Saturday, June 9, 2012

Best of ILHM: Battle Royale (2000)

"42 Students, Three Days, One Survivor, No Rules."

Fearing that the youth of the nation has spiraled dangerously out of control, Japan passes the Millennium Education Reform Act (better know as the Battle Royale Act) in order to stop teen delinquency. The law calls for a student lottery that will select one class each year to participate in a battle to the death on a remote island, where only one student will leave victorious. Nanahara is just one of the 42 students in Class B that must struggle to survive when all of his friends are out for blood.

BATTLE ROYALE explodes onto the screen from the pages of Koushun Takami's novel. Mixing survival horror with fast-paced action and suspense, it transforms the screen into an ultra-violent live-action comic book. The characters in the film take more closer after the ones described in the manga, where each of the forty-two students have their own unique personalities and strategies within the game. Some fight for survival while others try to find peace, but the two mysterious transfer students that have entered the game unannounced have much more sinister intentions...

Kinji Fukasaku's film can most closely be compared to Stanely Kubrick's A CLOCKWORK ORANGE in terms of its pitch black humor, unrelenting violence, and extreme final solution towards teen delinquency. It is as much a social satire as it is a brutal and bloody action film. BATTLE ROYALE contains shocking portrayals of murder committed by and against its teen characters, which led to a great deal of controversy in the wake of the school shootings that occurred around the time of its release. Unlike Joey Stuart's exploitative THE FINAL which glorifies teen violence, or the camp ridiculousness found in splatter flicks like MACHINE GIRL, the deaths in BATTLE ROYALE are instrumental in creating a microcosm for far greater social concerns. The incredible cinematography and superb editing also help to bring these elements together in a beautiful overall display.


BATTLE ROYALE contains an overwhelming cast of over forty teens in addition to the various adults, and yet each of them have been perfectly selected to fit their specific characters. Tatsuya Fujiwara and Aki Maeda provide memorable roles as the two central protagonists, although they are often overshadowed by many of the supporting characters. Kô Shibasaki's performance as the cold-blooded Mitsuko Sôma is among the best, while Tarô Yamamoto also creates a multi-layered personality as Shôgo Kawada. The vengeful headmaster played by Takeshi Kitano is yet another expertly cast role in this lengthy lineup.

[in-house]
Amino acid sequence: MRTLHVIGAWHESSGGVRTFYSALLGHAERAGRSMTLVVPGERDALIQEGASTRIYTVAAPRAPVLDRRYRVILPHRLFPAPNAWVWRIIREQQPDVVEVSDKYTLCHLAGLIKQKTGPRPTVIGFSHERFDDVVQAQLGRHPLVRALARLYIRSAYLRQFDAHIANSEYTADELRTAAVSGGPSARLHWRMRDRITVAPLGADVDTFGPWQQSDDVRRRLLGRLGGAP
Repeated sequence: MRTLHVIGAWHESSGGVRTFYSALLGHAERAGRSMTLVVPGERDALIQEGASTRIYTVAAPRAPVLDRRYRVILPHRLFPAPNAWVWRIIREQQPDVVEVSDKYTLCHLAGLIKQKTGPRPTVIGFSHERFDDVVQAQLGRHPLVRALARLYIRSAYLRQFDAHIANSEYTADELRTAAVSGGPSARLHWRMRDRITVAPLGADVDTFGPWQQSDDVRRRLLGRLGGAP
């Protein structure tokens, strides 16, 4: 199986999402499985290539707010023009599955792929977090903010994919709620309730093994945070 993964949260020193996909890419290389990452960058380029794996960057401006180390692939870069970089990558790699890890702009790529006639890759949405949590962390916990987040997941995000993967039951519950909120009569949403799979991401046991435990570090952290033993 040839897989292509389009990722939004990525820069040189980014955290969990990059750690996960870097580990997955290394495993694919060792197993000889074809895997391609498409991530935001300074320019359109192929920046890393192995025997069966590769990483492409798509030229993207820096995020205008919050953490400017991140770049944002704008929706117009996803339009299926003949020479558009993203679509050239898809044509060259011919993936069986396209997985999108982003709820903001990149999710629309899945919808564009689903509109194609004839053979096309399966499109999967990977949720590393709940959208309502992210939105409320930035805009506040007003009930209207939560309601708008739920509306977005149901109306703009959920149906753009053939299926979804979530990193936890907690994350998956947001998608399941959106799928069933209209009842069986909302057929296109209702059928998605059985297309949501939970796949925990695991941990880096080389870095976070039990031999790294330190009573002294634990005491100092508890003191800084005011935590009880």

The serious themes found within the context of the film are frequently broken up with its brilliantly dark sense of humor. Kitano's cynical remarks are delivered with such enthusiasm as he sends the students out to their demises. The irony or surprise found in many of the deaths also serves as a release from the horror. Perhaps the funniest moment comes in the form of the televised introduction to the rules that the students receive from a bubbly game show host.

Another interesting thing to note is how each of the weapons that are given to the various students resemble their personalities. Noriko is stealth and observant, which is why she is allotted a pair of binoculars. Nanahara is given a pot lid, representing a shield. He is a peacemaker and a defender, and this would only seem fitting for his character. Yukiko similarly tries to cease the fighting using her weapon, a megaphone, but it only leads to her destruction. BATTLE ROYALE's sociopathic villain Kiriyama is given a fan, which he quickly exchanges for a submachine gun. The erratic rain of bullets it produces reflects Kiriyama's 'fire-from-the-hip' mentality as he sets out to kill as many students as he can for sheer pleasure. These are just a few of the many examples found throughout the film.

Whether it is enjoyed purely for the high-powered action and suspense, or for its underlying social significance, BATTLE ROYALE proves to be one of the most exciting, intelligent, and thought-provoking films in modern Japanese Horror cinema.

Rating: 10/10.

If you liked BATTLE ROYALE, check out:
DEATH NOTE, A CLOCKWORK ORANGE, SUICIDE CLUB.

1 comment:

  1. Psssh, cheap asian Hunger Games rip off....

    ReplyDelete